US parent buys back Coke operations in PH
The Coca-Cola Co. said that its Bottling Investments Group (BIG) plans to take over bottling operations in the Philippines, but did not explain the factors that played behind the decision.
In a statement on Friday, the company said the acquisition would still be subject to “regulatory approvals.”
Half a decade ago, Coca-Cola Femsa, the biggest franchise bottler of Coca-Cola products in the world, bought a 51-percent stake in Coca-Cola Bottlers Philippines Inc. from The Coca-Cola Co. in Atlanta.
During that time, it marked Mexico-based Coca-Cola Femsa’s first acquisition beyond Latin America which it then called “a vote of confidence in the strength of the Philippine economy and the opportunities it provides.”
Now, that stake has been returned to The Coca-Cola Co. at an undisclosed amount, after the board of Coca-Cola Femsa voted to exercise an option to sell back its 51-percent stake.
No explanation was given. However, according to the company’s official website, it said Coca-Cola usually relied on independent bottling franchises, except in certain “circumstances” wherein BIG had to enter the picture.
“For a variety of reasons, circumstances arise where bottling franchises find they need help that is beyond their capability,” it read.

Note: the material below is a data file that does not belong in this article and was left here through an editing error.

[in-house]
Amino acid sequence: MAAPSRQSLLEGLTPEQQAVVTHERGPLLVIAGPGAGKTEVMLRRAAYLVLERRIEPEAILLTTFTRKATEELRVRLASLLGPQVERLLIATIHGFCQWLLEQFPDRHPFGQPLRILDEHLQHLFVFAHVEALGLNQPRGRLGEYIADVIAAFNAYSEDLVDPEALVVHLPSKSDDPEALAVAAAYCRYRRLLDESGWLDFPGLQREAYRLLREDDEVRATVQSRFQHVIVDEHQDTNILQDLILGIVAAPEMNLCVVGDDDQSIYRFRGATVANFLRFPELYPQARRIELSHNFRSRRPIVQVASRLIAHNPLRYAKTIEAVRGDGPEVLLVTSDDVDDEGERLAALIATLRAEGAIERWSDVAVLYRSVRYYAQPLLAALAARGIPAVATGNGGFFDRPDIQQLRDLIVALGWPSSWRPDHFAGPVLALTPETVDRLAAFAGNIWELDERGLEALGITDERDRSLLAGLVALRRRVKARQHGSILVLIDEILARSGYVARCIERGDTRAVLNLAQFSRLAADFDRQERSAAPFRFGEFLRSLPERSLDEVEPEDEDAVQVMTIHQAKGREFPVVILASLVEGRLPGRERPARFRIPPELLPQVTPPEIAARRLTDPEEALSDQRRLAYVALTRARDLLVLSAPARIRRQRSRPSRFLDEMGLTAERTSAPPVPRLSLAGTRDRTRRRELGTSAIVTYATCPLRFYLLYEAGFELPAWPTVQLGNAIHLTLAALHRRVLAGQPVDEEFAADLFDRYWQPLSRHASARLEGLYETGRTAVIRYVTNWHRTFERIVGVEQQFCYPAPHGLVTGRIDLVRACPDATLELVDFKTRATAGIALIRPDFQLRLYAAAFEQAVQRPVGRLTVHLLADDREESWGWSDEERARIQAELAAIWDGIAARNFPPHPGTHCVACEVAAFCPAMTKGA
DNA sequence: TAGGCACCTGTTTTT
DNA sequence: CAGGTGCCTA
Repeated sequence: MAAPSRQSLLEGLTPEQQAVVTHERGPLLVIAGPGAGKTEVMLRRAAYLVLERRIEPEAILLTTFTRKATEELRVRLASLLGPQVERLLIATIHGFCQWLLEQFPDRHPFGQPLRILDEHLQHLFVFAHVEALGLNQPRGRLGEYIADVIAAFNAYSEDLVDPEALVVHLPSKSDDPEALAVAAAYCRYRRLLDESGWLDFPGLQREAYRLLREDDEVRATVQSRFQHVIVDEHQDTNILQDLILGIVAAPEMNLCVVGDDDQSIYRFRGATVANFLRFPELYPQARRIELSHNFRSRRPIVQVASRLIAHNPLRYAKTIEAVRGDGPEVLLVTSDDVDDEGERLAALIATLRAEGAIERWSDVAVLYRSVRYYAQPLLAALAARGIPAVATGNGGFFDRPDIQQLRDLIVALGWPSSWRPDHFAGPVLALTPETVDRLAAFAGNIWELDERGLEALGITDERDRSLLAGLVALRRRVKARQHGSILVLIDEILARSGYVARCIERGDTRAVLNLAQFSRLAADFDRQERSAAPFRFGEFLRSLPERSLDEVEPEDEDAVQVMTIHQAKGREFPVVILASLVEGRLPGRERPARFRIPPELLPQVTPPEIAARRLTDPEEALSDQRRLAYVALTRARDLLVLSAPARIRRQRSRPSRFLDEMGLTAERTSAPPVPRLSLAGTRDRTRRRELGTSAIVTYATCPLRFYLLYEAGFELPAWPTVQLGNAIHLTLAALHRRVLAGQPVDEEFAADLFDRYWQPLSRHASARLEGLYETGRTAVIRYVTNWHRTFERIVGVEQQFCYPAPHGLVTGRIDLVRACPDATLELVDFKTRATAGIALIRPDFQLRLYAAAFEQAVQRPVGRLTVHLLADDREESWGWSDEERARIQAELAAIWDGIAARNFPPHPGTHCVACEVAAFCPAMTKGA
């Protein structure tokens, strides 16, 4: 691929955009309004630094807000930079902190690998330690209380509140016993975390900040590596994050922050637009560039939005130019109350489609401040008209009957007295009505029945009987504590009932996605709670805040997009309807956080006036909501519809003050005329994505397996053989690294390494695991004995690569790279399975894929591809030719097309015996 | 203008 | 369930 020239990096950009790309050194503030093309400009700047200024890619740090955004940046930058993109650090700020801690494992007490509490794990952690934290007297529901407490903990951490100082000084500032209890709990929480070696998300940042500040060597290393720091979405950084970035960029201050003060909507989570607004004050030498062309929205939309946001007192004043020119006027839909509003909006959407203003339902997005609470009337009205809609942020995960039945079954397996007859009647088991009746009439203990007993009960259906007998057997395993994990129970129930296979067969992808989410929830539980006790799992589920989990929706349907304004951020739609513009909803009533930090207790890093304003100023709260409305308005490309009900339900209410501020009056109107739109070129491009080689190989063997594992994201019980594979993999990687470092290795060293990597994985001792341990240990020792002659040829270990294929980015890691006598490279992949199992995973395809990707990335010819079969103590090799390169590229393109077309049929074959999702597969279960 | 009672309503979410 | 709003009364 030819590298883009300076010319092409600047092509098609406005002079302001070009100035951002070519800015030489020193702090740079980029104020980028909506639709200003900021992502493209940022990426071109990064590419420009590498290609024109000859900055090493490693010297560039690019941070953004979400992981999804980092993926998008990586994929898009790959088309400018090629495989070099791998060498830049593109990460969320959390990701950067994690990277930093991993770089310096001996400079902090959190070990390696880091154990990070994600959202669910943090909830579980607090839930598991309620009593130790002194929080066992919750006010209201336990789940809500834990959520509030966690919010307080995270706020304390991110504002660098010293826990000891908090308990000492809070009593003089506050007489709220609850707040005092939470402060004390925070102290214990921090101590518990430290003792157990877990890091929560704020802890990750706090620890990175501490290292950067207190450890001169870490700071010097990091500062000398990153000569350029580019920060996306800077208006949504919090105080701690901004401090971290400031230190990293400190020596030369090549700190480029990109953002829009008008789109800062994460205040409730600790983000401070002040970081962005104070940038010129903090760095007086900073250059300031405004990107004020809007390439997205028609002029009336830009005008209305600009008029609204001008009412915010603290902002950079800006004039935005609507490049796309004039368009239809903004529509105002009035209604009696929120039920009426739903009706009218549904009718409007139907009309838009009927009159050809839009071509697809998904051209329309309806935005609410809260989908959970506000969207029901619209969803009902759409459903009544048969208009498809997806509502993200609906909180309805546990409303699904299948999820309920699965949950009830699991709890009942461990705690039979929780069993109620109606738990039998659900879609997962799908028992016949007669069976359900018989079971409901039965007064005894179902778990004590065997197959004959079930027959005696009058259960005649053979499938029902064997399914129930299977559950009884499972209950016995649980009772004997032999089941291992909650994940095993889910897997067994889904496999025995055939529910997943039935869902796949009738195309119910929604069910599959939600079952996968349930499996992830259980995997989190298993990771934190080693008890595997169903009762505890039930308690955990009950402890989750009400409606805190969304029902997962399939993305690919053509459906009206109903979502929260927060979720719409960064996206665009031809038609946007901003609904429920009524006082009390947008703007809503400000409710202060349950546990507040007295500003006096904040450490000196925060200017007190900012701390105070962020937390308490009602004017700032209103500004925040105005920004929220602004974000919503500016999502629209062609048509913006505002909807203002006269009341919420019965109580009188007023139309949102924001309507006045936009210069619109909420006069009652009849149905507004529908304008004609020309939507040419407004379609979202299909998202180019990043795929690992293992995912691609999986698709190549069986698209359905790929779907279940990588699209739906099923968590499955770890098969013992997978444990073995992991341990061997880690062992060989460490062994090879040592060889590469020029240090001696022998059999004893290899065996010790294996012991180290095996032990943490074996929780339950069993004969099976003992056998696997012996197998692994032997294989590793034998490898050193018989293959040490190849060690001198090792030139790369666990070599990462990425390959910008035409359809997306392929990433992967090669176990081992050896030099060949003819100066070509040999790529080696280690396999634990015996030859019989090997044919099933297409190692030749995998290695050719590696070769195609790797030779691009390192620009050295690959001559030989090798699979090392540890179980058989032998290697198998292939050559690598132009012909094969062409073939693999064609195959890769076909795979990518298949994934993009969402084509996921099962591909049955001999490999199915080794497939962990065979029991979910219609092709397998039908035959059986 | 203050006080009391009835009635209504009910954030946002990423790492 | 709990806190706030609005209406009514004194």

“[BIG] was created to ensure those bottling operations remain a part of our system and receive the appropriate investments and expertise to ensure their long-term success,” it added.
John Murphy, president of the Asia Pacific Group for The Coca-Cola Co., said that they appreciated Coca-Cola Femsa’s decision and the progress made during their five-year tenure in the Philippines.
He said the company was confident in the potential of the market, noting that it was “better positioned than ever before for future success.”
“The Coca-Cola Co. will work to ensure a smooth transition of the Philippines bottling operations to BIG, for all customers, business partners, consumers and, importantly, for all those who work in the bottling operations,” he said.
This develops at a time when the beverage maker industry faces excise taxes for its products on top of sugar supply constraints, which have reportedly partly affected company operations.
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